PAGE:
Hugh Hefner's Final Political Crusade? Ageism.

What Women Really Think
March 22 2013 4:31 PM

Hugh Hefner's Final Political Crusade? Ageism.

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Old habits die hard.

Photo by Robert Mora/Getty Images

Change comes slow to the Playboy Mansion. When Hugh Hefner’s rugs wear through, “the replacements are perfect replicas," Esquire's Chris Jones reports. When Hefner plays games, he returns to classic arcade staples like Centipede and Defender. When he eats, he orders up “the same meals his mother made him when he was a boy.” When he hosts his weekly “Manly Night,” which he has done every Monday for “for as long as anybody can remember,” the movies, which play on DVD and VHS, are not in color. And when Hefner falls in love, it’s still with a twentysomething blonde.

This month, Esquire dispatched Jones to the mansion for a week to assess Playboy at 60. He found an 86-year-old Hefner wearing the same black silk pajamas and the same jaunty sailor cap, hosting the same parties and seldom leaving home to visit friends (or even his longtime secretary, Mary O’Connor, on her deathbed). But as editor-in-chief of Playboy—Hefner holds a Guinness World Record for his six-decade reign—he’s still putting his stamp on modern sexuality, not just in America, but around the world. As Hefner closes himself off in the time capsule of his ‘60s sexual revolution, Playboy the brand continues to stretch its fingers across the globe. Hefner now makes his money not from the magazine, but from “global licensing agreements” that leverage his brand “in T-shirts in the Czech Republic and a beer in Brazil, in bath products and bottled water.”

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Hefner’s vision has been removed from the context-rich pages of his magazine and flattened into a bunny logo on a baby doll T-shirt. Jones laments this fact: “For sixty years, Playboy has been on the right side of history—on sex, birth control, civil rights, AIDS, gay marriage, war, social tolerance, personal liberty,” he writes. “But it wasn’t Playboy, really. It wasn’t the brand or the rabbit. It was him. It is him. And without him, it will be no more.” But if Hefner was on the right side of history in 1953, he isn’t now. After a half-century of processing, Hefner says he still doesn’t understand early feminist objections to his version of sexual revolution, in which the men wear pajamas and the women wear nothing. His latest cause is fighting ageism, a political crusade sparked by public criticism of his marriage to 26-year-old former Playmate Crystal Harris. Hefner sees ageism as “a variation of racism or sexism, all the other isms.” But flip through a Playboy, and it’s clear even his latest iteration of sexual revolution has its limits: Hef keeps getting older, and the Playmates stay the same age. Ageism may be a variation of sexism, but Hefner's magazine has never been very forward-thinking on that particular ism.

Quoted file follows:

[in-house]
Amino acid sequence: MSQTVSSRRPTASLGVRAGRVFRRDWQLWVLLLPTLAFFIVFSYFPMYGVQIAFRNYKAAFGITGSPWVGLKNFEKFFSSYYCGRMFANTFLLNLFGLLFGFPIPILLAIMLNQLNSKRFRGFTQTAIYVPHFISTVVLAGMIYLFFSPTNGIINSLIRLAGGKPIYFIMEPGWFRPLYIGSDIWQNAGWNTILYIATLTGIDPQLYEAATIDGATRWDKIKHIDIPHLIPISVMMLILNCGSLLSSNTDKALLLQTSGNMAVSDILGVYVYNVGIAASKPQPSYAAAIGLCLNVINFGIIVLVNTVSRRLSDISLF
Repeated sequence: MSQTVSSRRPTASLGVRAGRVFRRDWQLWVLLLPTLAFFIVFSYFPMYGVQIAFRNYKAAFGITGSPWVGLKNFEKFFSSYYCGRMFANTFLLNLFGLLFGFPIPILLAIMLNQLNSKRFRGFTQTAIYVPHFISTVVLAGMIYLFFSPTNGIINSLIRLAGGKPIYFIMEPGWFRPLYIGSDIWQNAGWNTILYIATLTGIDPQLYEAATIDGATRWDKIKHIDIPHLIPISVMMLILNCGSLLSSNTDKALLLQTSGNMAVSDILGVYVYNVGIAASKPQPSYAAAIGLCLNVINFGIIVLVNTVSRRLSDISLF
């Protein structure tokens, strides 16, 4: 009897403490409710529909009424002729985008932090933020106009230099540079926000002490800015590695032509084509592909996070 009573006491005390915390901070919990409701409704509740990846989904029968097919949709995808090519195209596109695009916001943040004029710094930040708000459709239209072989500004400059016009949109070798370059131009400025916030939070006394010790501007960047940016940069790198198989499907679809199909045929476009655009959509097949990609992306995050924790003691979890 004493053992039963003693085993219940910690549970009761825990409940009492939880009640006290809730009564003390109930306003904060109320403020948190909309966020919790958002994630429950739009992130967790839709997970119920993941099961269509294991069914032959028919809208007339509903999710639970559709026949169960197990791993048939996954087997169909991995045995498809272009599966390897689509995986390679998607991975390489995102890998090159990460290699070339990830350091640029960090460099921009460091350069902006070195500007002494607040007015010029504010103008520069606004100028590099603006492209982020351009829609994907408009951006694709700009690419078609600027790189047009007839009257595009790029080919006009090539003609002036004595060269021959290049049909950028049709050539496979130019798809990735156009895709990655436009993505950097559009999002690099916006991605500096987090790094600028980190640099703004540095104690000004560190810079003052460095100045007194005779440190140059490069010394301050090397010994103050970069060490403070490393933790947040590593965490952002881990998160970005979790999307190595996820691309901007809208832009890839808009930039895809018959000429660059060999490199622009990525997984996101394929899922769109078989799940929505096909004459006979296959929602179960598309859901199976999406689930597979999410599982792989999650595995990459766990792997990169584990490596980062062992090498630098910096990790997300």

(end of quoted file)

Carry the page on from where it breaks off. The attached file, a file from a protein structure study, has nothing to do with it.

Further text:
Playboy’s problem isn’t that it’s lost track of Hefner’s intellectualism in favor of bath products—it’s that Hefner’s ideals are no longer relevant. Young people today aren’t buying magazines, watching DVDs, or playing Centipede. They are also unlikely to identify with a version of sexual revolution established in 1953 and centered around the fantasy of one old, wealthy man who wears pajamas all the time. Members of the online generation don't need a guy like Hefner to present photographs of naked women, or to tell them how to process those images culturally. (Many of them, in fact, are looking for something Hefner still doesn't provide—naked men). Better that they shell out for a Playboy keychain—a nod to Hefner's old-school sexual revolution, with none of the tired intellectualizing.

Amanda Hess is a Slate staff writer. 

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